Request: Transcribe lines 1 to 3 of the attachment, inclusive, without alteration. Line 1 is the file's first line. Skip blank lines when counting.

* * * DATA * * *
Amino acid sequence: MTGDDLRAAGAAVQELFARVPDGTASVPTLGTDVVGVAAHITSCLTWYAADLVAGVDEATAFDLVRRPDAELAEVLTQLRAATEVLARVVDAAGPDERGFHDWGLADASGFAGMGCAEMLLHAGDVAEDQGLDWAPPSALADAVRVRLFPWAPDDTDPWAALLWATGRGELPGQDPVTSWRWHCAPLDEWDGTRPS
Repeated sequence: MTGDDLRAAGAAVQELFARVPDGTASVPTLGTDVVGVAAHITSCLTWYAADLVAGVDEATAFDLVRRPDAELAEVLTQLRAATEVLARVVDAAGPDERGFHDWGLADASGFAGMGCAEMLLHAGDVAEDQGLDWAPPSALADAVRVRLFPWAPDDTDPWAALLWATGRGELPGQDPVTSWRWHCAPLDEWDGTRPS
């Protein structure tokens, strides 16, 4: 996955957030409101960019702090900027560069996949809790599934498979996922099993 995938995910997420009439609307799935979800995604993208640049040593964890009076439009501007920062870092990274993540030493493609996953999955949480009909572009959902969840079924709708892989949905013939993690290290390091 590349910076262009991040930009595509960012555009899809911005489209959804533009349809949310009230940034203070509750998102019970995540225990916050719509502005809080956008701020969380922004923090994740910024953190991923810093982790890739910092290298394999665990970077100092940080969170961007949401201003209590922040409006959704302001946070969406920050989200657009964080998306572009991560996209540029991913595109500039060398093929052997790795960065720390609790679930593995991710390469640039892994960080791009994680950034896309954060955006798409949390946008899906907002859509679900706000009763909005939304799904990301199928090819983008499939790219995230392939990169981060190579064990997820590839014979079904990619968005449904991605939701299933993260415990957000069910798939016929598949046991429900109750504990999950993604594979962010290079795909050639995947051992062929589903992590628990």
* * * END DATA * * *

Amino acid sequence: MTGDDLRAAGAAVQELFARVPDGTASVPTLGTDVVGVAAHITSCLTWYAADLVAGVDEATAFDLVRRPDAELAEVLTQLRAATEVLARVVDAAGPDERGFHDWGLADASGFAGMGCAEMLLHAGDVAEDQGLDWAPPSALADAVRVRLFPWAPDDTDPWAALLWATGRGELPGQDPVTSWRWHCAPLDEWDGTRPS
Repeated sequence: MTGDDLRAAGAAVQELFARVPDGTASVPTLGTDVVGVAAHITSCLTWYAADLVAGVDEATAFDLVRRPDAELAEVLTQLRAATEVLARVVDAAGPDERGFHDWGLADASGFAGMGCAEMLLHAGDVAEDQGLDWAPPSALADAVRVRLFPWAPDDTDPWAALLWATGRGELPGQDPVTSWRWHCAPLDEWDGTRPS
């Protein structure tokens, strides 16, 4: 996955957030409101960019702090900027560069996949809790599934498979996922099993 995938995910997420009439609307799935979800995604993208640049040593964890009076439009501007920062870092990274993540030493493609996953999955949480009909572009959902969840079924709708892989949905013939993690290290390091 590349910076262009991040930009595509960012555009899809911005489209959804533009349809949310009230940034203070509750998102019970995540225990916050719509502005809080956008701020969380922004923090994740910024953190991923810093982790890739910092290298394999665990970077100092940080969170961007949401201003209590922040409006959704302001946070969406920050989200657009964080998306572009991560996209540029991913595109500039060398093929052997790795960065720390609790679930593995991710390469640039892994960080791009994680950034896309954060955006798409949390946008899906907002859509679900706000009763909005939304799904990301199928090819983008499939790219995230392939990169981060190579064990997820590839014979079904990619968005449904991605939701299933993260415990957000069910798939016929598949046991429900109750504990999950993604594979962010290079795909050639995947051992062929589903992590628990």